Magazine article The Exceptional Parent

Developing "My Dream Portfolio". (Life Planning)

Magazine article The Exceptional Parent

Developing "My Dream Portfolio". (Life Planning)

Article excerpt

Children with disabilities are routinely discouraged from developing their own self-determined quality of life. Expectations tend to be based on the individual's disability label instead of the individual herself. This has been evident to me in both my personal and professional experiences.

Because I was born with cerebral palsy, I have faced disability issues my entire life. While I was fortunate enough to be placed in regular classrooms and earn a standard diploma, for the most part my future was still decided for me based on my disability label. Not that I blame my parents, or the school system, or anybody else for that matter; on the contrary, without my support system I would not be the success I am today. Growing up in a small town, I was raised as an ordinary child instead of one with special needs. Therefore, deep in my heart I had the dreams and ambition of an ordinary child instead of a child with speech and physical impairments. Thanks to my faith in God, I was able to change my future, from the sheltered and safe lifestyle that most people with have to one that contained the values, interests, and goals of my serf-determined quality of life.


My professional experience comes from my work as a certified rehabilitation counselor/licensed mental health counselor. I've worked with clients of all ages, disabilities, socioeconomic statuses, and cognitive levels, Reflecting back the diversity of my interactions, I realize that no matter who I work with, there is one universal treatment goal: encourage clients to dream en route to the development of their self-determined quality of life. When individuals set their sights on something better--a serf-fulfilling life--focus is taken away from the problem area and good things start to happen.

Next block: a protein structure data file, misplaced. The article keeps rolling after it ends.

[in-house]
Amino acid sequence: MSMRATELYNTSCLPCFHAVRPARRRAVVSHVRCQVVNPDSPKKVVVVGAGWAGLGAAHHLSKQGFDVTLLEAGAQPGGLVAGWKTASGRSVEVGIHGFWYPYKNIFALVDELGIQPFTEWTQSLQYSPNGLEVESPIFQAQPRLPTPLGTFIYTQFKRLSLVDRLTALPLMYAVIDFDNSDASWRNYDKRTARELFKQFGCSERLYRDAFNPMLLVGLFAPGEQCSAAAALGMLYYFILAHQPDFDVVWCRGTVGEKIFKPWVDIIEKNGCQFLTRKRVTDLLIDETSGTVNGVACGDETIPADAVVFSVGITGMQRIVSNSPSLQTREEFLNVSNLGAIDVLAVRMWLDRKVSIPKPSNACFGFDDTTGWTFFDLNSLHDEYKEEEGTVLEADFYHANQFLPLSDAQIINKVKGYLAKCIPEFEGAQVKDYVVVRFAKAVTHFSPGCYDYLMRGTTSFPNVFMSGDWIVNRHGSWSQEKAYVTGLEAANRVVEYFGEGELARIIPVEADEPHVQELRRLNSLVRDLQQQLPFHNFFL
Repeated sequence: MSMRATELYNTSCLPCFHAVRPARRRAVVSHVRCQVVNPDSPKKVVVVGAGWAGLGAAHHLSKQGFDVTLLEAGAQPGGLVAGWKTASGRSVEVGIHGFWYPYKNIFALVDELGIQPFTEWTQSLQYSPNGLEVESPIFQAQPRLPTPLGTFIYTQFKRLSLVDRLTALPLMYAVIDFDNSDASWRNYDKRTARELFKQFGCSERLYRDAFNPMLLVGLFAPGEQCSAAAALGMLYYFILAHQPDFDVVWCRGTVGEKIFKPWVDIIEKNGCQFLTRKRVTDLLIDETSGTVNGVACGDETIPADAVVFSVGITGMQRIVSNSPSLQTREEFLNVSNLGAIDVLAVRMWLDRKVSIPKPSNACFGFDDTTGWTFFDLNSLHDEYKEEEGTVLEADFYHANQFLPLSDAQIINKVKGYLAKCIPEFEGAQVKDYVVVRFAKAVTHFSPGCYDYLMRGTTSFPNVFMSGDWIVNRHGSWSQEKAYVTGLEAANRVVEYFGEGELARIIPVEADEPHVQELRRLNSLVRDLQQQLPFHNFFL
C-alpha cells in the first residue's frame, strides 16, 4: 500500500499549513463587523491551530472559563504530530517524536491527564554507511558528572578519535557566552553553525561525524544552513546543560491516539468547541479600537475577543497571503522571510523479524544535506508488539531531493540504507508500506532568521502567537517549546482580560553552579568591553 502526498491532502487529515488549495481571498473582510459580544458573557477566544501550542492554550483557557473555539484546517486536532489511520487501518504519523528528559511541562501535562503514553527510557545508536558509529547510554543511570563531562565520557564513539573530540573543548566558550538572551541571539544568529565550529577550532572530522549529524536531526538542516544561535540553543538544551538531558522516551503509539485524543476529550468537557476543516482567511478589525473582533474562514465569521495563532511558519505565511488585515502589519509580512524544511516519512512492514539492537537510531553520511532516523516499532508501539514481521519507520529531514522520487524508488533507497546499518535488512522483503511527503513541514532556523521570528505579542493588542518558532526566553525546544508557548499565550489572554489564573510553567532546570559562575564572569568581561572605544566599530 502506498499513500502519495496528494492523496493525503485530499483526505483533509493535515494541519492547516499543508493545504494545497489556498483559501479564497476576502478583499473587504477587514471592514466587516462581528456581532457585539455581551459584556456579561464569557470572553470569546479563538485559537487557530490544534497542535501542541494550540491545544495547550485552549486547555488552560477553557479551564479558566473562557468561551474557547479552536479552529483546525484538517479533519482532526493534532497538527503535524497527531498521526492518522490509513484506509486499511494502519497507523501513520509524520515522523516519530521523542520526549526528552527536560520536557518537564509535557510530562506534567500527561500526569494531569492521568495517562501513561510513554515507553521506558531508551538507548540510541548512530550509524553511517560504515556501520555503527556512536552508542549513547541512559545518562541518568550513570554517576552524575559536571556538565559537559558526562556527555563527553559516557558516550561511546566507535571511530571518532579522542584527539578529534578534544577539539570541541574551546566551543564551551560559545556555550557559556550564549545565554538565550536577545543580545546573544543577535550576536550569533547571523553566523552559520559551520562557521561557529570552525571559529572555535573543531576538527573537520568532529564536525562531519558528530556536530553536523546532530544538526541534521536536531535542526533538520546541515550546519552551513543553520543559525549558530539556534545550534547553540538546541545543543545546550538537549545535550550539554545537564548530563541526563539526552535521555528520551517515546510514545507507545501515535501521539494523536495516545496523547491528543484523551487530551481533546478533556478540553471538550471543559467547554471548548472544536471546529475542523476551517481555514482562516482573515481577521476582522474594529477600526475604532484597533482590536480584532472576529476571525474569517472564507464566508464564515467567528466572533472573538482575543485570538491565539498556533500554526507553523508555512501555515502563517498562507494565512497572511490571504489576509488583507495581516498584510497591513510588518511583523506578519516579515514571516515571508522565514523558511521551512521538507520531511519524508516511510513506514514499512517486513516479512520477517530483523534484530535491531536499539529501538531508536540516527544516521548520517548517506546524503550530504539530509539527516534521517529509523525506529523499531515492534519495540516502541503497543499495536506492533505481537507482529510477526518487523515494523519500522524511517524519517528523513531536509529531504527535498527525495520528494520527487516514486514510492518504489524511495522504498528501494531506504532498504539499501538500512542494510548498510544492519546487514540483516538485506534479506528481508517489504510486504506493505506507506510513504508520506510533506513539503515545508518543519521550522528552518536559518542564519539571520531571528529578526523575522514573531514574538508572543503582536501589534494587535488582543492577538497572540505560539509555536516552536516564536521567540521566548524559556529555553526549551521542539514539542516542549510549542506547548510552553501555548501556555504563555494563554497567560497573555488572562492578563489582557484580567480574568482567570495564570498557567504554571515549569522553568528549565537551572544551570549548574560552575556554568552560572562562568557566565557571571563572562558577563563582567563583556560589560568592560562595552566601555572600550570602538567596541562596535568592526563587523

Hope and possibilities appear when children imagine the future that they would like to live. Ambition and confidence come alive. A dream composed of the child's serf-determined quality of life is formed, including interests, values, skills, preferences and desires. Once that dream is formed (but not necessarily set in stone), excitement and determination become motivational factors for therapeutic process. Sometimes I think I must be missing something because it seems like such a simple process. Why isn't it being implemented everywhere? I've seen it work and have witnessed many wonderful success stories. By helping children create their dream life, I developed "My Dream Portfolio," a process which allows individuals (and family) to create their own options by encouraging children first to dream without limitations, then find ways to accomplish those dreams.

The "My Dream Portfolio" process derived from the frustration I had experienced in seeing many people with disabilities settling for less in life, unaware of their limitless potential. My frustration became most pronounced when I became a transition coordinator, helping high school students with disabilities prepare for post-school living. It sounded incredibly exciting yet simplistic to me. After all, spending most of my life in the "disability circle" of central Florida had given me an abundance of local contacts and resources. All I had to do was connect students with the appropriate resources needed to make their dreams come true. I was ready for the challenge!

The challenge was greater than I had anticipated. When I asked these high school kids what they would like to do after high school, I got blank stares, shrugged shoulders, and responses such as, "let me ask my mom and tell you tomorrow." Even after emphasizing that I wanted to know their dreams for their lives, most of the 60 or so students could not give me an honest answer.

No one had ever asked them about their dreams before, at least not in a serious manner. Working with these students reminded me that instead of being viewed as individuals with their own set of needs, values, preferences, skills, etc. …

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